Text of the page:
Rajasthan, is a state in India and means country of the Maharajas. These kings ruled the country for more than 1000 years and build amazing forts and palaces, presenting the finest architecture and artistic achievements. Nowadays you can visit these places. Some of them turned into a museum, archaeological site or heritage hotel. In this article I am taking you to the most beautiful palaces and forts in Rajasthan. Enjoy the pictures and history of these impressive places.
- Back in the days: Rajasthan and the Maharajas
- Discover the palaces and forts in Rajasthan
- More about India
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Back in the days: Rajasthan and the Maharajas
Before we go into this list of palaces and forts in Rajasthan, first a little bit of history. The first tribes, known as Rajput, arrived around the 7th century AD. in the region. They claim to be descendants of ruling Hindu warrior classes of North India and were often compared to knights from the Middle Ages. Rajputs rose to prominence during the 6th to 12th centuries. In different places, Maharajas, the royal Rajput leaders, came to power and small empires were founded. Maharajas build beautiful palaces and fortresses to protect the cities from enemy attacks.
Several times, the Rajputs were confronted with attacks from tribes, which they managed to resist in most cases. It was not until the Mughals arrived, in the 16th century, that the Rajputs were finally defeated. Yet they managed to maintain their leading position, through the political alliances, that had formed. When the Mughal Empire lost power in the 18th century and the British entered, they began to conclude new treaties with the British. British influence increased, but the Maharajas remained in power. During the British rule in India, nearly two thirds of the Indian subcontinent must have consisted of empires, ruled by a maharaja, also called Rajah and Rao. It was not until independence in 1947 that the principalities were merged into the state of Rajasthan and the Maharajas lost their official power. Many Maharajas are still owning their palaces.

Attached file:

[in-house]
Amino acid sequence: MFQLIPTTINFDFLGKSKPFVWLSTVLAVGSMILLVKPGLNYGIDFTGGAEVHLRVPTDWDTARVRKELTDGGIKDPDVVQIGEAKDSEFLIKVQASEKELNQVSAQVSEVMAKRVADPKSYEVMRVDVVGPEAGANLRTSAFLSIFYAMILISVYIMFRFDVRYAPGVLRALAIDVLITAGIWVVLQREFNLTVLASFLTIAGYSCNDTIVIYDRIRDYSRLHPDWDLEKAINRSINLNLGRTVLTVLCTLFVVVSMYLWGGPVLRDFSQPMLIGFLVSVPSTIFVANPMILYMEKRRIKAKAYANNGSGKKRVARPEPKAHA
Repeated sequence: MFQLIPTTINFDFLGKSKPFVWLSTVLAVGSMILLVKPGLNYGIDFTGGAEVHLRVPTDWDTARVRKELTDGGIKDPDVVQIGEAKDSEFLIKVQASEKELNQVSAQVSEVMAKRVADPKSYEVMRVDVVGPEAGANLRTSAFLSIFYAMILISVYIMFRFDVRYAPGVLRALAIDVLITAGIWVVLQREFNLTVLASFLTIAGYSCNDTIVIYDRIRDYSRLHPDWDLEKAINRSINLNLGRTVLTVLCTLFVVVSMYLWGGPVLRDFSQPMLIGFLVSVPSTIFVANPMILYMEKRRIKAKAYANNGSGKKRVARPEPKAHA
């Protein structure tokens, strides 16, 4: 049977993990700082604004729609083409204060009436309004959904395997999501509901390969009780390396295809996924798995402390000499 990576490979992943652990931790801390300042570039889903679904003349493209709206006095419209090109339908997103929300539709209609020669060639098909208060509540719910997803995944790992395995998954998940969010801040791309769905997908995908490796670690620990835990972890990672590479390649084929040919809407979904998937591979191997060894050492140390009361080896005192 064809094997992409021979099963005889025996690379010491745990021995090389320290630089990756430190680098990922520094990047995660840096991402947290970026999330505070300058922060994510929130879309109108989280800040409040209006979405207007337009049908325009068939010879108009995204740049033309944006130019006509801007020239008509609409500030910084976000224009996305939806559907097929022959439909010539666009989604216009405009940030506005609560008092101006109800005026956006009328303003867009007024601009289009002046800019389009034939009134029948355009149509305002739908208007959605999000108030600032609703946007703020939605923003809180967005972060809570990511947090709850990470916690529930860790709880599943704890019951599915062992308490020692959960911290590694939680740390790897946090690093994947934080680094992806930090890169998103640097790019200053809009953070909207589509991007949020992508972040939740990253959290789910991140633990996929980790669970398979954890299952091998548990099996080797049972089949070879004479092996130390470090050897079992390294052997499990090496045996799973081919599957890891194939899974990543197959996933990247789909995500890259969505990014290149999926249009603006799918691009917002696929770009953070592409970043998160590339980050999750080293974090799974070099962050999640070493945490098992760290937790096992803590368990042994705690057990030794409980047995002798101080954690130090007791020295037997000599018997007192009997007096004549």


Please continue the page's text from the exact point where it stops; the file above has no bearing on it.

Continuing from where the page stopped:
Rajasthan is today one of the largest states in India. The state capital is Jaipur, also known as the pink city. Rajasthan is located in the north of India and borders Pakistan in the west. The state is known for its colorful people and numerous palaces. More and more people find their way to Rajasthan, but you can still enjoy all the splendor and history without being disturbed by mass-tourism. This is a list with pictures and descriptions of the most beautiful forts and palaces of Rajasthan.
Discover the palaces and forts in Rajasthan
Bundi City palace
The Taragarh Fort & Bundi Palace are located on a hill, overlooking the Nawal Sagar Lake and the city of Bundi. This fort was build by Rao Raja Bar Singh, in the 14th century, and includes several palaces, gardens and decorated gates. The royal palace can be entered via the Hathi pol, or elephant gat, and is beautiful place to explore. Different hallways, stairs and steps bring you from one area into the other.
The Bundi palace is famous for its fabulous mural paintings, called Bundi miniature style. These paintings can be seen throughout the entire building and the details are amazing. Scenes include different stories from the life of Krishna, using colors such as blue, greens, turquoise, terracotta and yellow. The Chitra Shala, the gallery of paintings, is an absolute highlight, as it offers some of the finest paintings. Walking through the palace makes you want to go back in the days. The courtyards have a lot of greenery and flowers, wich makes it a nice place to sit and enjoy the history of the place.
Amber fort – Jaipur
This fort is located in the former capital of the Jaipur empire, Amer, 11 km from Jaipur. Amber Fort, or Amer fort, is located on a hilltop, overlooking the Maota Lake and city of Amber. This giant fort can be seen already from a far distance. The fort was build by Rajput Raja Man Singh in the 16th century and is famous for its fine architecture and decoration.